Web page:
Silence crept stilly through the ranks-The breeze Spake most distinctly. As the sailor stands, When all the midnight gasping from the seas

Break boding sobs, and to his sight expands High on the shrouds the spirit that commands The ocean-farer's life; so stiff-so sear

Stood each dark power;-while through their numerous bands

Beat not one heart, and mingling hope and fear
Now told them all was lost, now bade revenge appear.
One there was there, whose loud defying tongue
Nor hope nor fear had silenced, but the swell
Of over-boiling malice. Utterance long

His passion mock'd, and long he strove to tell
His labouring ire; still syllable none fell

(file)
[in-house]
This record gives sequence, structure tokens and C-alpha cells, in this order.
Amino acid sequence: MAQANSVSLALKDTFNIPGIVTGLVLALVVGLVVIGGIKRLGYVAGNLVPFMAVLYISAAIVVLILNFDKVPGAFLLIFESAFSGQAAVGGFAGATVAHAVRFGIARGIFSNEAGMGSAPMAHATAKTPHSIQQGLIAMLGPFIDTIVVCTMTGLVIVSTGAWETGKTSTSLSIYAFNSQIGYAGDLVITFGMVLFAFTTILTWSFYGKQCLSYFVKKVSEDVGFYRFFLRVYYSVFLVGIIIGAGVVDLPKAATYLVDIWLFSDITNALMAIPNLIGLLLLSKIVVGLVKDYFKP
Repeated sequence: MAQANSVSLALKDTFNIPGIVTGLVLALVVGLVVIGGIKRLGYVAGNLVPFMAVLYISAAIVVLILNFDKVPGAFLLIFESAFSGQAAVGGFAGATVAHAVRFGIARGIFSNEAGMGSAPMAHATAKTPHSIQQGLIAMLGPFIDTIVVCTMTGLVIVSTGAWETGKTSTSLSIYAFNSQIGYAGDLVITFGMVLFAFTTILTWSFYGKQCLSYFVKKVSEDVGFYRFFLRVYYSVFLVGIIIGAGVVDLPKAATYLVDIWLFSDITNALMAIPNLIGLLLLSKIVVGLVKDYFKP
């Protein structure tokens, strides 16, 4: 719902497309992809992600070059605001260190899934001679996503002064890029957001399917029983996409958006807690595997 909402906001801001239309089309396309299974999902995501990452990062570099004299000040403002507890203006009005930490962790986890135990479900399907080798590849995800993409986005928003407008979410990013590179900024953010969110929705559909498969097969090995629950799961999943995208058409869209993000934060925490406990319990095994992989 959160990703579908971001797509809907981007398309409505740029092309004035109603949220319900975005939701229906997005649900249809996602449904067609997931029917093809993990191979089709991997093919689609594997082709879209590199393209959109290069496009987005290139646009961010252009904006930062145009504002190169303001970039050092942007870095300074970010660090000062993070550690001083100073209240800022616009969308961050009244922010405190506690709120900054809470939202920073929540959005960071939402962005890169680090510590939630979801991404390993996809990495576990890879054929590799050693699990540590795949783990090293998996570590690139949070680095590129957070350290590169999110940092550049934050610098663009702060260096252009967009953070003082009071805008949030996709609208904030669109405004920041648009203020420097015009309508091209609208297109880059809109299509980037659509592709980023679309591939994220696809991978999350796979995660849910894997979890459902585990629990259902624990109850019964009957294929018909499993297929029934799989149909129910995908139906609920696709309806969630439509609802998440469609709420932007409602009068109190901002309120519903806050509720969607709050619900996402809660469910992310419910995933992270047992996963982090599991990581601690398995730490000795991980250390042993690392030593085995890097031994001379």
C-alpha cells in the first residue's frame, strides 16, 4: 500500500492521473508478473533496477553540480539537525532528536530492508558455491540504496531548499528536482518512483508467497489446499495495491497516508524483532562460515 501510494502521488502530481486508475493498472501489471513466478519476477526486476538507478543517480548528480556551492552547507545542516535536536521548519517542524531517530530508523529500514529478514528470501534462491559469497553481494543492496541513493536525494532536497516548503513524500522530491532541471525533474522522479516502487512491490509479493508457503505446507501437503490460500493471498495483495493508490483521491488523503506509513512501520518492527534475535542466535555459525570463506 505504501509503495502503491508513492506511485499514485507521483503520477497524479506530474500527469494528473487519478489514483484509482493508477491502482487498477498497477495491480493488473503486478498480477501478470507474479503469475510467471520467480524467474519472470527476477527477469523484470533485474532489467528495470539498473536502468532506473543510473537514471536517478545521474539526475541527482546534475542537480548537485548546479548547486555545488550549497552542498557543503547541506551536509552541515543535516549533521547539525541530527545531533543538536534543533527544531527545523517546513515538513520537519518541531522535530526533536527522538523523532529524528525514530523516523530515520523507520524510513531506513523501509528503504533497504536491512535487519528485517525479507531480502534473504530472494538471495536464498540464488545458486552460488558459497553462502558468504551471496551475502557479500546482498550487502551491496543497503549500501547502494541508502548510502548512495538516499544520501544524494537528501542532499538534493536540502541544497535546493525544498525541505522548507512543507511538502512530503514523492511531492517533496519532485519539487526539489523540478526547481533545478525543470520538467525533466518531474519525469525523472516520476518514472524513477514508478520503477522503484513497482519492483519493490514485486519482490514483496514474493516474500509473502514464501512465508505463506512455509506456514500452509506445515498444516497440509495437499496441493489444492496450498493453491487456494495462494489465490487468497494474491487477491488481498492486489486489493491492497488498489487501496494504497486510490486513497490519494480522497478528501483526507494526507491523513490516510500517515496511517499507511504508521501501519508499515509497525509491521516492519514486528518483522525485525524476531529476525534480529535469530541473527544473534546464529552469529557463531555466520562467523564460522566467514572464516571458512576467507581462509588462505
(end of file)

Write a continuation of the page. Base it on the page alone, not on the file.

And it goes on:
From his pale quivering lip, but died away
For very fury; from each hollow cell
Half sprang his eyes, that cast a flamy ray,



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'This comes,' at length burst from the furious chief, 'This comes of distant counsels! Here behold

The fruits of wily cunning! the relief

Which coward policy would fain unfold,

To soothe the powers that warr'd with Heaven of O wise! O potent! O sagacious snare!


And lo! our prince-the mighty and the bold, There stands he, spell-struck, gaping at the air, While Heaven subverts his reign, and plants her standard there.'